In Swaziland, the Tambankulu sugar estate’s operating profit recovered to R51 million (2011: R17 million), returning to 2009/10 levels. The raw sugar equivalent production increased to 59 000 tons (2011: 54 000 tons), with higher cane yields and sucrose content being achieved. Export pricing levels improved, as did exchange rates.
In the land conversion and development activities, various sales strategies (bulk sale, partnership or own development) are constantly reviewed for each land holding and implemented as appropriate. Offers for bulk and semi-bulk land sales received over the past two years that did not represent optimal value were turned down. Revenue was generated from 22 developable hectares sold in Cornubia and a further 20 developable hectares that were sold primarily in the Umhlanga Ridge, Zimbali, Bridge City and Izinga areas. Operating profit grew by 30% to R215 million (2011: R166 million) with a further R3 million in capital profits (2011: R23 million) being realised.
Profit from the starch operations increased by 20% to R363 million, compared to R303 million last year. Improved co-product revenues and local maize costs that were previously contracted below Chicago (CBOT) prices resulted in an improvement in starch and glucose processing margins. Manufacturing plant performance has continued to improve and sales volumes in the local market were 1,4% above last year.
The “centrally accounted and consolidation items” component of the income statement reflects the effect of the pension fund employer surplus account allocation of 2010/11 not being repeated in 2011/12. Profit from operations, after centrally accounted items, grew by 43,6% to R1,921 billion.
Finance costs increased to R507 million from R472 million in the 2011/12 year and are commensurate with the level of borrowings.
Operating cash flow, before working capital, improved by R863 million to R1,757 billion for the year. This follows the previous absorption of cash in the various expansion and on-going sugar cane establishment programs. The net cash outflow, after dividends, of R293 million reflected an improvement of R534 million over the prior year. Tongaat Hulett’s net debt at 31 March 2012 was R4,404 billion. A first long-term bond issuance of R750 million was successfully concluded.
Total net profit was R1,021 billion (2011: R871 million). The gain in respect of the pension fund accounting of R288 million and the R129 million employer surplus account allocation in the prior year did not arise again in the current year. The minority shareholders’ interests increased to R132 million (2011: R38 million) as a result of higher profits at the sugar milling operations in Mozambique and at Hippo Valley in Zimbabwe. Headline earnings were R891 million, compared to the R806 million earned in the prior year.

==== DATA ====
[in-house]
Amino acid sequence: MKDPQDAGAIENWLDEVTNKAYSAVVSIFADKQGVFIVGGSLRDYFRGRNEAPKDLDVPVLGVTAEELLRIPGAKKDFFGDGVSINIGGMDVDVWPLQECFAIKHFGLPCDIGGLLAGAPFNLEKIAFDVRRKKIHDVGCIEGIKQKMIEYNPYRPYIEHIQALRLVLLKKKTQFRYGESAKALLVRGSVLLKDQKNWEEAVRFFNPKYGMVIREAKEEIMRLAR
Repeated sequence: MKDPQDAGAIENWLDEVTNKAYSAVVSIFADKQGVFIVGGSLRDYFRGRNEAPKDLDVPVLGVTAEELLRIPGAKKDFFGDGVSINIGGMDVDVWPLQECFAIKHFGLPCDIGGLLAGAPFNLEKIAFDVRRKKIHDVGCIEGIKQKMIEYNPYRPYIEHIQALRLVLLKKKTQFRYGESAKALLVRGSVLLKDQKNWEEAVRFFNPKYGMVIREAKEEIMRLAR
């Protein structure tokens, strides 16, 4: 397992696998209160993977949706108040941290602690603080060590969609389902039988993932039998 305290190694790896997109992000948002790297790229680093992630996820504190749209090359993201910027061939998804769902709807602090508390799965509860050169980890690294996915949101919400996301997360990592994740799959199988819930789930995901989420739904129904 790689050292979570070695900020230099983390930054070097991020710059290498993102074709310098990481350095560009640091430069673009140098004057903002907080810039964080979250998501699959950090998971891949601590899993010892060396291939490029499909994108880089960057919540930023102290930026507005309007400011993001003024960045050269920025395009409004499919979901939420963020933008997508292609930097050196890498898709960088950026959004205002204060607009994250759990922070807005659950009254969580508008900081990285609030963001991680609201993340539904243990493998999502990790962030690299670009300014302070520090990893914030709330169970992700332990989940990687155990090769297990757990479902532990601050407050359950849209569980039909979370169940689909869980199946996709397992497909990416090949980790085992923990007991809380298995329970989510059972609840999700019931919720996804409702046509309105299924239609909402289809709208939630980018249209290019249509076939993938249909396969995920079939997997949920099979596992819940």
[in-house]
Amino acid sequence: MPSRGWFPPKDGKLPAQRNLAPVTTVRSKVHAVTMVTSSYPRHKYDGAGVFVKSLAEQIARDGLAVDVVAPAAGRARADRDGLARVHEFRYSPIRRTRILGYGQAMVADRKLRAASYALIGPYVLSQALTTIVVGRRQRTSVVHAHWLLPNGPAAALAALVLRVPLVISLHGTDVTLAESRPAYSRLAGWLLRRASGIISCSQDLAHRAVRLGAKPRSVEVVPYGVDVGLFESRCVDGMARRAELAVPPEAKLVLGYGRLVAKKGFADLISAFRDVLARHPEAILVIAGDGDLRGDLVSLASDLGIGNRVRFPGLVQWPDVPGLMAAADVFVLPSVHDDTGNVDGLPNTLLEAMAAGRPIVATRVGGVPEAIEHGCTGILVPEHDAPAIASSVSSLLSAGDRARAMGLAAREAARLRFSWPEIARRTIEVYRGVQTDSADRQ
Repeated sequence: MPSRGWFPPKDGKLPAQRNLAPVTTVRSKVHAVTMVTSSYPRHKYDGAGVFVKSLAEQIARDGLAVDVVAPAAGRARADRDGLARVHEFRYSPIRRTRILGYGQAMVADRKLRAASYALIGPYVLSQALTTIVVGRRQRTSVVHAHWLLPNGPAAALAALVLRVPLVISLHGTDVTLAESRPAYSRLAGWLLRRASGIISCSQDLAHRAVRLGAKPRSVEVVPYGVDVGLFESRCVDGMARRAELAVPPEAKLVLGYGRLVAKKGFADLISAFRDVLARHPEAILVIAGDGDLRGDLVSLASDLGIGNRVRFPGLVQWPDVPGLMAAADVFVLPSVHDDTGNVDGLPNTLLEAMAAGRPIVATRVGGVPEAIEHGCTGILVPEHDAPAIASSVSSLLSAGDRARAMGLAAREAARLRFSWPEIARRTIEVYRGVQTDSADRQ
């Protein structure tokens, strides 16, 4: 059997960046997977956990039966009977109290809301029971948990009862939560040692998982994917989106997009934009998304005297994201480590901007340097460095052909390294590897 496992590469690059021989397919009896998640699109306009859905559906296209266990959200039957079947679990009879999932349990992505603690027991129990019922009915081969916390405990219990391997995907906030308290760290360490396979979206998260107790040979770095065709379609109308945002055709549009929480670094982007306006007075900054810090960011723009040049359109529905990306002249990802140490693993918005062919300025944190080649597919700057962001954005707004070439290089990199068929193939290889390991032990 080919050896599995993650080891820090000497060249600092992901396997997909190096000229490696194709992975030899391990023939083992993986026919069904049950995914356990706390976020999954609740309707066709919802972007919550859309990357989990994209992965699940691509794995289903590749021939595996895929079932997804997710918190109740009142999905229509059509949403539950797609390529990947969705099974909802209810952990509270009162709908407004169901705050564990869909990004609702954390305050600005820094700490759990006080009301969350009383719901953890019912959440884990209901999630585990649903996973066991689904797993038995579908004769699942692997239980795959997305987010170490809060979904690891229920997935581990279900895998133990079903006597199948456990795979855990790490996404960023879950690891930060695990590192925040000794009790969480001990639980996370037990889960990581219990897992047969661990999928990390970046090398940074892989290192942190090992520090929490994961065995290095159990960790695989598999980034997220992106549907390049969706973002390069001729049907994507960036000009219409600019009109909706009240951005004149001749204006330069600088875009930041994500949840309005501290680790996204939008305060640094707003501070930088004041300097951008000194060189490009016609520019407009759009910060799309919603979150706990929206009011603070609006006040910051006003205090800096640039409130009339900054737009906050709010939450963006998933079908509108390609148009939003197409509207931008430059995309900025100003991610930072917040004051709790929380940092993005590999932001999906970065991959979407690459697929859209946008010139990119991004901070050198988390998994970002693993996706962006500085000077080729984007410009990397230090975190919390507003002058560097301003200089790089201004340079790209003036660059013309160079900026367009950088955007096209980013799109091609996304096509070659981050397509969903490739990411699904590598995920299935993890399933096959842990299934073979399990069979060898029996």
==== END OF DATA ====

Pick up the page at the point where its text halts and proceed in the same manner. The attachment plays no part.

The Board has declared a final dividend of 170 cents per share, bringing the annual dividend to 290 cents per share (2011: 250 cents per share).
Tongaat Hulett’s drive to increase the cane available for its mills is continuing to build momentum (including hectares under cane, yields and cane quality), towards fully utilising its existing milling capacity of more than 2 million tons of sugar. At full capacity utilisation, sugar production would increase by more than 75% over the 1,150 million tons of the 2011/12 season. Unit costs will benefit substantially from increasing volumes and yields, as milling costs are mostly fixed and many of the agricultural costs are fixed per hectare, countering the effect of current cost pressures including wage increases.
The strategy to increase cane supply in South Africa is focused on commercial farmers, small scale farmers and increasing Tongaat Hulett’s influence in cane development through leasing additional land and collaborating with Government to rehabilitate cane supply on land reform farms that have gone out of cane. The gap between hectares under cane and hectares milled will remain a feature of the next three years as a result of accelerated root replanting to improve cane age, generate better yields and increase the crop’s ability to withstand variable weather conditions. Hectares available for milling in 2012/13 will increase as a result of the 9 696 hectares which were planted in the 2009/10 and 2010/11 years. The additional 8 687 hectares that were planted in the 2011/12 season in the catchment areas of Tongaat Hulett’s South African mills will largely be harvested for the first time in the 2013/14 season.